Louisiana oystermen worry that BP payout won’t be enough


PORT SULPHUR, LA. — It sounds like a bottomless gusher of money: a $20 billion fund to help make Gulf Coast residents and businesses whole. But here in the bayou, where rich oyster beds have provided livelihoods to many and brought wealth to a few, people worry just how far BP’s handouts will go.

“They may satisfy the shrimpers and crabbers, but for the oystermen, they don’t realize how much money it is going to take if this becomes a long-term effect,” said Mitchell Jurisich, 47, a third-generation Croatian American oysterman who’s done well for himself helping oversee a business that rakes the mollusks out of these brackish waters.

The $5,000 claim checks that BP has already given out have largely gone to fishermen, deckhands and captains, Jurisich and other oystermen point out. The $20 billion fund may be enough to pay off the little guys or small-boat owners whom President Obama promised to look after. But what about the not-so-little guys and salespeople? What about the kings of the oyster trade such as Jurisich and the man he sells his catch to — Eddie Kurtich, who’s spent 40 years building himself a booming business as an oyster broker?

Kurtich, 66, works as a middleman selling shellfish by the tractor-trailer-load to shucking houses, seafood distributors and restaurants in Alabama, Kent Narrows along Maryland’s Eastern Shore, and others in Virginia, Texas, Florida and North Carolina. He, along with a few partners and other Croatians in the area, lease about one-quarter of the 400,000 state-owned acres available for oystering in southern Louisiana.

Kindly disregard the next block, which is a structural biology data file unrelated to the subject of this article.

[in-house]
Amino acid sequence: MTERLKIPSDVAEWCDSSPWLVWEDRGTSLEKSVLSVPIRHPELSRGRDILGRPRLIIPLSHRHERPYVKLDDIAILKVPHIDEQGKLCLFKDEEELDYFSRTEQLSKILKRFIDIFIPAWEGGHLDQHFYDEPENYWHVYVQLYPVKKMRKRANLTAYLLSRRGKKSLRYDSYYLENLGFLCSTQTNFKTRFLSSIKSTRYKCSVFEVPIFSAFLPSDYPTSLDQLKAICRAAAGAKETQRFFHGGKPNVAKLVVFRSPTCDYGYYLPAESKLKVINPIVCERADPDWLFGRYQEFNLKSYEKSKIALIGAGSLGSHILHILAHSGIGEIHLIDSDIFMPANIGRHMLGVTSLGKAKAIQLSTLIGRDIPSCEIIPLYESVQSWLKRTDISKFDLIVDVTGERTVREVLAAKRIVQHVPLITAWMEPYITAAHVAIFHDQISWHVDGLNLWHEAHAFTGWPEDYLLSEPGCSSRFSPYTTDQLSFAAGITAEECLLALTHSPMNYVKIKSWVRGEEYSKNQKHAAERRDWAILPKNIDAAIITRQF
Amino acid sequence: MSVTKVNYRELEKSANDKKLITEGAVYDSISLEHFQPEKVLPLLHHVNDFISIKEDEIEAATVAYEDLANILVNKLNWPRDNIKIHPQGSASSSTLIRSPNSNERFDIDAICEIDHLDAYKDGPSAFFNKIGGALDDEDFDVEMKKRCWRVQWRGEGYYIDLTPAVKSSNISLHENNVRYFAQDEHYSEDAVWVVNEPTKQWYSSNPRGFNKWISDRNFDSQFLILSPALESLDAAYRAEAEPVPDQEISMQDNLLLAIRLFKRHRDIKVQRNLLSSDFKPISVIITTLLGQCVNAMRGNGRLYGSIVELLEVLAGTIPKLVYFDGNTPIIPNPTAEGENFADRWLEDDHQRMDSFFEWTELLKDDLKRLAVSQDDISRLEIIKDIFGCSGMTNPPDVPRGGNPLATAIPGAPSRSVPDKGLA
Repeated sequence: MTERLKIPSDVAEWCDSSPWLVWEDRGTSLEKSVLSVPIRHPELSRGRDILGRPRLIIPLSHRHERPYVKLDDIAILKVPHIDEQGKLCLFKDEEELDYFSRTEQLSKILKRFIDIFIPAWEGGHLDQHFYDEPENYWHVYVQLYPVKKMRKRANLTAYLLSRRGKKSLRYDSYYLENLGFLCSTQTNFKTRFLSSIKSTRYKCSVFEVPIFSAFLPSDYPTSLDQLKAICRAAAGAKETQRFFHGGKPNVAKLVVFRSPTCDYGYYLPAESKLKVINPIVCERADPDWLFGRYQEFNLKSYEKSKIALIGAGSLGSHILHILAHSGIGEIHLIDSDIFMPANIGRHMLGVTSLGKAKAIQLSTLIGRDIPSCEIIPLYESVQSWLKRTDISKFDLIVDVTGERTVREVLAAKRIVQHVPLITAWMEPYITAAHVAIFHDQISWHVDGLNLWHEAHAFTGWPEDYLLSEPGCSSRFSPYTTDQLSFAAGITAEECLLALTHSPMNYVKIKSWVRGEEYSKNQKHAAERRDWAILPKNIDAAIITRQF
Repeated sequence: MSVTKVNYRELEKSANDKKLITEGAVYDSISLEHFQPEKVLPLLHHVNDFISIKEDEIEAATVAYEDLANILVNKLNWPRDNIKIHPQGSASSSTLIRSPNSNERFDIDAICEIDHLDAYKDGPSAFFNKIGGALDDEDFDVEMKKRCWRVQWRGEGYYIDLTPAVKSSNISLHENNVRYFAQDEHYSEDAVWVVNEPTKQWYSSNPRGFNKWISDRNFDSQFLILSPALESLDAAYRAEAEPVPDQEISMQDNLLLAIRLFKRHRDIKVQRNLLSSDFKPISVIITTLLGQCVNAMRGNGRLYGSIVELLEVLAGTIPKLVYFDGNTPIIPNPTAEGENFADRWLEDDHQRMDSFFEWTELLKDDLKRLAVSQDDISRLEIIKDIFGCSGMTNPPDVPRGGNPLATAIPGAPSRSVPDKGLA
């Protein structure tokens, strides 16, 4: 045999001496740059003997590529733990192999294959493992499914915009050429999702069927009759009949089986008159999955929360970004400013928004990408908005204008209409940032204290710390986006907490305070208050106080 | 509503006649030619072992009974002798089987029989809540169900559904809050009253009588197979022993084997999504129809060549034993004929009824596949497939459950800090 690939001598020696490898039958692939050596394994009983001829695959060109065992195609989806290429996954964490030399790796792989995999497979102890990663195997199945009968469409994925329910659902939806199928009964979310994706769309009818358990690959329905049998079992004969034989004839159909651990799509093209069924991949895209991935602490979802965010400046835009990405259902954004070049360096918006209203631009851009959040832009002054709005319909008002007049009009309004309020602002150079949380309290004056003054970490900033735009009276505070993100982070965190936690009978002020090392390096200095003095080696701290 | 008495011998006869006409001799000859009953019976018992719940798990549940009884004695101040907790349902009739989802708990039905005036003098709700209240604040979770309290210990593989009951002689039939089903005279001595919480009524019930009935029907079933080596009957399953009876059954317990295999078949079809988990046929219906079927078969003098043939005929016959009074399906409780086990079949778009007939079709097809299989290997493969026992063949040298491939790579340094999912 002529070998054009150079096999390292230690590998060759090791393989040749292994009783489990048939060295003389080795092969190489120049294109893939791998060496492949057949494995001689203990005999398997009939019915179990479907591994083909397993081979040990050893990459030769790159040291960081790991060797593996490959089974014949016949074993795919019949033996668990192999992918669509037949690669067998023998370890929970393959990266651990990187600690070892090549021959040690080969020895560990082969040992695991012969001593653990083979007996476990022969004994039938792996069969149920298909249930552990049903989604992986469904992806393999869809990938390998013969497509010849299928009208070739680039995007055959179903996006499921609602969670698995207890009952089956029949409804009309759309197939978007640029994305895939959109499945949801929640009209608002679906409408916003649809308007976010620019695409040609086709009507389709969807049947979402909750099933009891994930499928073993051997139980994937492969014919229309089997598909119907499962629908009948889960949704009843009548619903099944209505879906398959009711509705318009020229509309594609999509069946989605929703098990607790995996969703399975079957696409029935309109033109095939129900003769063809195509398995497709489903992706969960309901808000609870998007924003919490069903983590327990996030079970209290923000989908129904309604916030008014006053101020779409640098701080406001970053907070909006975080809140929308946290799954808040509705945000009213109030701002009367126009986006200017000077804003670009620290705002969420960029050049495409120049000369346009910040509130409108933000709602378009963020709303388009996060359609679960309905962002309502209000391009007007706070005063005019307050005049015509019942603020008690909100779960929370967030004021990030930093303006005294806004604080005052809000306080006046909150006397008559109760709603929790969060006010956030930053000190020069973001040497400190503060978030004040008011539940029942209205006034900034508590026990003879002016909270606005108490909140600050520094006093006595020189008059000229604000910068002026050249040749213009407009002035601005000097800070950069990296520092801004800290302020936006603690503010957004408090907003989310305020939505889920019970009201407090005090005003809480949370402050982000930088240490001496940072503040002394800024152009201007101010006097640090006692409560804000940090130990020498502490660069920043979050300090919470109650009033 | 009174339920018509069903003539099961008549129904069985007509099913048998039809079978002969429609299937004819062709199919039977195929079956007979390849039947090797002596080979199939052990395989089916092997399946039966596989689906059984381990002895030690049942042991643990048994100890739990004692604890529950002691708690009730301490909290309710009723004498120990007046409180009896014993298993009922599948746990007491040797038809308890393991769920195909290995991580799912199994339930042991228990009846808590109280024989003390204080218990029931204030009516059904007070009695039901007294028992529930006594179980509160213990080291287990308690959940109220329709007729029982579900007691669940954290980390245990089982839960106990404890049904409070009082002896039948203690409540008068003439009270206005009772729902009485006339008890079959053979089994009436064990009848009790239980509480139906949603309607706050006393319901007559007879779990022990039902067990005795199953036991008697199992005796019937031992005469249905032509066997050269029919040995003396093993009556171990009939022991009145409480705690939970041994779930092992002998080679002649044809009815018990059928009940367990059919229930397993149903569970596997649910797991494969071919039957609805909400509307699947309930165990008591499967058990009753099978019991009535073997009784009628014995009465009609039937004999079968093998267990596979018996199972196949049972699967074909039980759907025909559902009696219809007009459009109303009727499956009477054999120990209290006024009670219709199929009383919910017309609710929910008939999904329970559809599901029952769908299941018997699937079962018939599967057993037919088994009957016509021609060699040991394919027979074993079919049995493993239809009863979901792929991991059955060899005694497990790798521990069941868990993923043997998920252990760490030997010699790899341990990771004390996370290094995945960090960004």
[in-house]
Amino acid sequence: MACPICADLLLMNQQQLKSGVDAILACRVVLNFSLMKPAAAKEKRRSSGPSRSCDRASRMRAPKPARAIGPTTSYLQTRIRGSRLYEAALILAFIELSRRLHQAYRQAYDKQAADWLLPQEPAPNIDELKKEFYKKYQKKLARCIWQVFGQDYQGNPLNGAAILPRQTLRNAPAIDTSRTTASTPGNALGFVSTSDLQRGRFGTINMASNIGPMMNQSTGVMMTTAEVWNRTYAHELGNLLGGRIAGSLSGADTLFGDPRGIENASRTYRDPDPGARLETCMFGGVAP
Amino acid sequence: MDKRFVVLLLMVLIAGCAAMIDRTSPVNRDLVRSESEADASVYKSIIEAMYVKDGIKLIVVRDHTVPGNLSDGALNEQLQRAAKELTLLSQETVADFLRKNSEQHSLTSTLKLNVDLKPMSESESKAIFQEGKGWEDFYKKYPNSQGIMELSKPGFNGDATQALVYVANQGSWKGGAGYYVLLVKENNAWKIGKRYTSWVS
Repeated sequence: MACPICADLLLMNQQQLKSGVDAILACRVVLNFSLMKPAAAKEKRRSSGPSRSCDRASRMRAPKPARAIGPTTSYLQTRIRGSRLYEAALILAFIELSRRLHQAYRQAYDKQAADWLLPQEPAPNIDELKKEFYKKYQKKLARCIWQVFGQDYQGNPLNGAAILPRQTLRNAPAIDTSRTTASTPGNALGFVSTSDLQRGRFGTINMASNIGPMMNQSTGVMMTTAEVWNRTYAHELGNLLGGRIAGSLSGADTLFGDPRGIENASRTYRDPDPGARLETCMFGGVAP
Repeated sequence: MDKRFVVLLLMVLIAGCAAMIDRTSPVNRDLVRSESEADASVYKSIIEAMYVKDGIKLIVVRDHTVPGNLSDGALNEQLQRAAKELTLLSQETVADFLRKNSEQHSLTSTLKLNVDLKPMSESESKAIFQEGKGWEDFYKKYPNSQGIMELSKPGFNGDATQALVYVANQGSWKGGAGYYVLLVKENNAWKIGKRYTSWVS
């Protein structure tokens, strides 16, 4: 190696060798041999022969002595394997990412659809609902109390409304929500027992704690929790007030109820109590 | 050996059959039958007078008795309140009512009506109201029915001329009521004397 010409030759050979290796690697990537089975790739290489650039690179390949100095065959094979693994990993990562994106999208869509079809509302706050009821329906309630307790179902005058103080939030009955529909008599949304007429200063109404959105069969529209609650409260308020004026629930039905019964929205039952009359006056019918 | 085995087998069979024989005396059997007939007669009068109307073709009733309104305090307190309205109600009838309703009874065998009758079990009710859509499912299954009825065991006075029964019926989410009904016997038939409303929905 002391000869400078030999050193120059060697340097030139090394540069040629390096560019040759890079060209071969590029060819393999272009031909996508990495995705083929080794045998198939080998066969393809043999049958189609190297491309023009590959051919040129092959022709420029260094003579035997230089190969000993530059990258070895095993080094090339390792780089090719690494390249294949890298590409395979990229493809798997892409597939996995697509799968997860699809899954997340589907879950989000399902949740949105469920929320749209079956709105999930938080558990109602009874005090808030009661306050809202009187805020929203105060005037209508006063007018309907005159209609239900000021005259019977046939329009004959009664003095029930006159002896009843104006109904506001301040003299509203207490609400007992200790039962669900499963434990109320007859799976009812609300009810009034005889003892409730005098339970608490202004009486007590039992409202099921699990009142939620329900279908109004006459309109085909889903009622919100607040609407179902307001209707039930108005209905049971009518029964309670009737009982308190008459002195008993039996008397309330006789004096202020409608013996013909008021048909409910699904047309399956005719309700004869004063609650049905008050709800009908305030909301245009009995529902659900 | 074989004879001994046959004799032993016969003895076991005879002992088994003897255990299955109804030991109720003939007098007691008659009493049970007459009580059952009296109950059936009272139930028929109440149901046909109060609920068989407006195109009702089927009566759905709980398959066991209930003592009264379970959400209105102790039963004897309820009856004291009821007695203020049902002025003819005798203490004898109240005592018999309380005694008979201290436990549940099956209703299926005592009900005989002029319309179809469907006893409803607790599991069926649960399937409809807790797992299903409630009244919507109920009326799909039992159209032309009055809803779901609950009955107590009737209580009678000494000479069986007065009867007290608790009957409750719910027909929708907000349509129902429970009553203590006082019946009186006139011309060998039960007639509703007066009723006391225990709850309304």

He is one of the most successful members of a business run largely by immigrants from Croatia and their offspring.

With a full head of white hair and a round face, Kurtich — who sports two gold chains and a chunky 18-karat gold ring with a circle of white diamonds surrounding a single brown diamond — seems content with success in his first-floor office in his Mediterranean-style home near the bayou. Right now, though, in the heart of the oyster harvesting season, he can’t figure out how much of that $20 billion he’s owed.

“How do you calculate for what you don’t know yet?” asked Kurtich, who speaks in a deep voice with an accent that’s a mix of Croatian and Cajun. “Your livelihood could be in jeopardy for one, two, three years or maybe seven or eight. God only knows.”

Ever-changing losses

It’s complicated to figure out how much he should claim from BP. Should he estimate lost income to date? And how should he factor in what he’ll make when many of the now-closed waterways reopen? Should he try to figure out what he could potentially lose a year or two from now if his oyster beds are ruined by oil, dispersants or too much fresh water (which is being pumped into canals to keep the oil away but threatening to upset the delicate mix of salinity needed for oysters)? Another tricky factor is the price of oysters: Before the spill, they were averaging $25 per 100-pound sack; now they’re at a high of $35.

Any calculation of loss that he and others come up with will need to be proved to BP. But a lot of deals in the oyster business are made through handshakes and long-term agreements. Kurtich keeps his business contacts from the past 40 years in a red address book held together with tape and a rubber band. His wife works at a small table, across from his daughter, who sits at a computer helping to track bookkeeping. It is not a corporate boardroom.